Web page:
If you use equity release, you need to understand just how much it can end up costing you. There will be a set up cost, and usually any interest on the loan will roll up, and needs to be repaid when the property is sold. The longer your grandmother lives, the more the interest will cost.
Finally, there’s the option of a deferred payment arrangement with the local council, which becomes an option once your grandmother’s savings (excluding her home) have dropped below the threshold. The council adds up the care fees payable during your grandma’s life. After her death, you can sell her home and repay the debt, along with any set-up fees and interest that has built up in the interim. Councils tend to charge less interest than a commercial equity release scheme, so this could end up a cheaper option. If you want to continue to rent out the property you should be able to do so, but the council will need to agree to it.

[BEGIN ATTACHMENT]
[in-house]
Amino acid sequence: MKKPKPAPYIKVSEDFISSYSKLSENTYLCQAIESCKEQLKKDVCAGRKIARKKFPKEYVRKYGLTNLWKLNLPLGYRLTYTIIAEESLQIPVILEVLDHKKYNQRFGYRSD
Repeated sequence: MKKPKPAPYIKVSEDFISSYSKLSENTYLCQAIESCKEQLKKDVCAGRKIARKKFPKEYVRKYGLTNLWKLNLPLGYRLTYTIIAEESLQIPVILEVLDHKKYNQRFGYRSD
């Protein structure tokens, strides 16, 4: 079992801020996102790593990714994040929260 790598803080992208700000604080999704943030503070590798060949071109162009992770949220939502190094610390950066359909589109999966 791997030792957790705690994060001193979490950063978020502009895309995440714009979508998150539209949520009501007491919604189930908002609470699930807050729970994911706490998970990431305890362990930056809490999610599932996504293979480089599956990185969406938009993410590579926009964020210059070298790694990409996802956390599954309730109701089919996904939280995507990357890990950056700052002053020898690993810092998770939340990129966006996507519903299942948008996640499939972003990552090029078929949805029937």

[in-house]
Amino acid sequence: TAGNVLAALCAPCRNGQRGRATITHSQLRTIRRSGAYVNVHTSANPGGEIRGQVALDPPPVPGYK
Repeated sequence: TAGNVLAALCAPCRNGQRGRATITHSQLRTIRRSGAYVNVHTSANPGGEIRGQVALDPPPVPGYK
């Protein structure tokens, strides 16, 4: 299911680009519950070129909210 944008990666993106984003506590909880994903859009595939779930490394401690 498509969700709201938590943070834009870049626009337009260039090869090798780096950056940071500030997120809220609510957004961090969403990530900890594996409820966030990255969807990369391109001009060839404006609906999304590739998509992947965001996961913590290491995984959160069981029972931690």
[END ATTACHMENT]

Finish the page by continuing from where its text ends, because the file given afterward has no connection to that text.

Catriona Lumiste, a later life adviser and care fees planning specialist with the Society of Later Life Advisers (Solla), says it is reassuring to know your mother holds power of attorney for your grandmother but there are lots of other things to think about. Is this also in place for health and welfare? Has your grandmother had a benefit check recently? Is she in receipt of attendance allowance? Has she been assessed for NHS continuing healthcare and NHS-funded nursing care? I would suggest you explore these areas to help you understand exactly what the shortfall in care costs will be.
Deferred payment agreements are designed for people who have been assessed to pay the full cost of care home fees but cannot afford to pay the full cost immediately because their capital is tied up in their home. Under this scheme your grandmother would not have to sell her property to pay for her care.
The council must offer your grandmother a deferred payment agreement if they have assessed her needs and agree that she needs to be in a care home; she has capital of less than £23,250 (not including the value of her home) and her home is not disregarded for the purposes of the charging assessment.